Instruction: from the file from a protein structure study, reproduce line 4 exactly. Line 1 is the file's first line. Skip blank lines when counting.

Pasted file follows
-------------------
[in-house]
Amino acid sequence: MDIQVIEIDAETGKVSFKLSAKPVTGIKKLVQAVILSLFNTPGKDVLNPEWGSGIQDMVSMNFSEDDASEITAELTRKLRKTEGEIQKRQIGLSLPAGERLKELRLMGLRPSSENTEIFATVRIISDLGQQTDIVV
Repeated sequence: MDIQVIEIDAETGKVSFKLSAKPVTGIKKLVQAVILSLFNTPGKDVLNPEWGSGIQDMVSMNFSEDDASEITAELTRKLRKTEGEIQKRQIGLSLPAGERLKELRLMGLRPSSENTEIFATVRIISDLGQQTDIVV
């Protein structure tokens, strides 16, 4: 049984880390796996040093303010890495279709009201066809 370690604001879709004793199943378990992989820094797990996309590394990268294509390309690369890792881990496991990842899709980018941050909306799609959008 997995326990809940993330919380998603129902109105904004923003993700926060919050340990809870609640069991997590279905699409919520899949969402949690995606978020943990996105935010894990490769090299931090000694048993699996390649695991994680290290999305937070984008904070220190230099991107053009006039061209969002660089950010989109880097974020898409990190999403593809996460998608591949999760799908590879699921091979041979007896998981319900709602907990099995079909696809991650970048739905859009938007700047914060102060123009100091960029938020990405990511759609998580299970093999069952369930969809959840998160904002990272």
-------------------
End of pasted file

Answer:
């Protein structure tokens, strides 16, 4: 049984880390796996040093303010890495279709009201066809 370690604001879709004793199943378990992989820094797990996309590394990268294509390309690369890792881990496991990842899709980018941050909306799609959008 997995326990809940993330919380998603129902109105904004923003993700926060919050340990809870609640069991997590279905699409919520899949969402949690995606978020943990996105935010894990490769090299931090000694048993699996390649695991994680290290999305937070984008904070220190230099991107053009006039061209969002660089950010989109880097974020898409990190999403593809996460998608591949999760799908590879699921091979041979007896998981319900709602907990099995079909696809991650970048739905859009938007700047914060102060123009100091960029938020990405990511759609998580299970093999069952369930969809959840998160904002990272």